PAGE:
Who here writes lyrics? Who here works with lyricists?
If so, you might have experienced the difference between functional lyrics and poetic lyrics.
Functional lyrics tick all the boxes – they make sense, they rhyme in all the right places, they tell the story, etc. But somehow they’re boring. They don’t move you. They’re not special. Poetic lyrics, on the other hand, are special. They speak with a unique voice. They’re fun or witty or profound. They’re not just words – they’re magic.
Sometimes you might be working with some lyrics that need a touch more poetry. But what is poetry? What makes lyrics poetic? You need to employ poetic devices. Broadly speaking, poetic devices are writing techniques that make the text more musical by crafting the sound and rhythm and the way the words form meaning in our minds. If you’re working with lyrics that need a bit more magic, try these techniques:
- Imagery – Evoke the senses! Don’t just write about what happened – write about how it felt, how it smelled, how it looked. How did it taste? What did it sound like? Engage the listener’s imagination and prompt them to imagine with their senses. The more you do this, the more evokative and immersive your lyrics will be.
- Metaphor – Write about a subject as if it’s something else. This is a way to add a lot of nuance and meaning to a passage without getting overly wordy or bogged down in description. Also, by linking two otherwise-unrelated ideas, your listener’s mind will be more engaged and stimulated.
- Simile – This is very similar to a metaphor, except that with a simile you are making the comparison or likening explicit. As a simple example, ‘your love is the ocean’ is a metaphor, and ‘your love is like the ocean’ is a simile. Similes often work well on a smaller scale – just a line or two, whereas metaphors can be effective for whole sections or even whole songs (or more!).
- Personification – Give a non-person entity human characteristics. Non-person entities can be objects, emotions, locations or even ideas. These can be given human characteristics such as desire, speech, or even emotions. This gives a greater sense of life and fantasy to the lyrics.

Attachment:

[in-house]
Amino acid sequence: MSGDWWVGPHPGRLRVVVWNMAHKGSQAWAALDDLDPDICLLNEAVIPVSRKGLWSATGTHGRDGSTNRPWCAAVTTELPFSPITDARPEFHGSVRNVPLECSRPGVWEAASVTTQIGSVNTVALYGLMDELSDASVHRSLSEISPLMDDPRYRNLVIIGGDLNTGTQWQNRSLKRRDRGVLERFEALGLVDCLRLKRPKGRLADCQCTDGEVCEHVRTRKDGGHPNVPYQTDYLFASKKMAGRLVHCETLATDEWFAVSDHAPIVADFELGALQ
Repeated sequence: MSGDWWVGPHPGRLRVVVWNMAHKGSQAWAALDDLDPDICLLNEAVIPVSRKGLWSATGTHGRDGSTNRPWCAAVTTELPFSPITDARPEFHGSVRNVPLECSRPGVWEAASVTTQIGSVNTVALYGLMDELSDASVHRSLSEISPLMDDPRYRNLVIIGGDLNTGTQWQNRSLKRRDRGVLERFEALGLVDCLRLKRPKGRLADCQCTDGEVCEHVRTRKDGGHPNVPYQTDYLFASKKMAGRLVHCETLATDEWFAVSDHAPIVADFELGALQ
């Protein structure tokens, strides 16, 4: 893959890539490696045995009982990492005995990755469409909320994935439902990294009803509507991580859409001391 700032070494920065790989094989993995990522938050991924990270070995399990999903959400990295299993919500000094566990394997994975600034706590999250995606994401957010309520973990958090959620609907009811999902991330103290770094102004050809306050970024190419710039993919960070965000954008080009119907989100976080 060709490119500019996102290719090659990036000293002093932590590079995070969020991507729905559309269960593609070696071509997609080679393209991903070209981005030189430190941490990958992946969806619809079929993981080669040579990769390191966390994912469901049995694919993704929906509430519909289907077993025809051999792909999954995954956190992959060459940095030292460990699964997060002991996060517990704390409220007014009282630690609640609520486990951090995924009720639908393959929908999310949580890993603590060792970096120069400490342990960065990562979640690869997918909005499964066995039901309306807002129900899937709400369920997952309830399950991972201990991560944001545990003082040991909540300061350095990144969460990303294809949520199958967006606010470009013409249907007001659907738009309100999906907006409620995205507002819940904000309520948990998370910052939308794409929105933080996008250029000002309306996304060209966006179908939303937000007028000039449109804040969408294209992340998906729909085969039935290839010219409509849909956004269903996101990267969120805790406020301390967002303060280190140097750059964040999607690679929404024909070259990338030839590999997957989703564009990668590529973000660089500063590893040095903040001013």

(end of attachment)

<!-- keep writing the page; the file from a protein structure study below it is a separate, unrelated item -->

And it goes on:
- Point of view – Tell the story from another angle. Often a story can be completely transformed by simply telling it from another point of view. To give a boring story an interesting twist, try telling it from an unconventional point of view. Including multiple points of view within a single song can easily make it too fragmented, but can be very exciting if done well.
- Juxtaposition – Putting two unlike or unlikely things together. This can be in the content of the story – for example by combining themes. It can also be done musically – for example by combining different composition techniques or singing techniques. Juxtaposition works in a similar way to metaphors – the unlikely combination of ideas engages and stimulates the listener’s mind.
- Alliteration – Repeating the first consonant. Alliteration allows words to affect a listener by always drawing attention and asserting the added instances of a sound (sorry!). This is particularly effective for significant lines – such as those in a chorus. Alliteration emphasises strings of words and helps make them more memorable.
- Rhymes – Rhymes are the most common poetic device used in songs. Most songs have s clear rhyming pattern – commonly the last syllable of a line will rhyme with the last syllable of the next line. Also common is the last syllables of lines 1+3 rhyming, and the last syllables of lines 2+4 rhyming. Try to go beyond this – try different rhyming patterns, or even multi-syllable rhymes. Rap music is known for pushing the boundaries of how rhymes can be used.
You’re probably already be familiar with some of those techniques, but hopefully this list will give you some ideas for taking your lyrics to the next level.
Also, keep in mind that good lyrics aren’t always necessary! It’s possible to get away with poor or unimaginative lyrics if other aspects of the song are strong.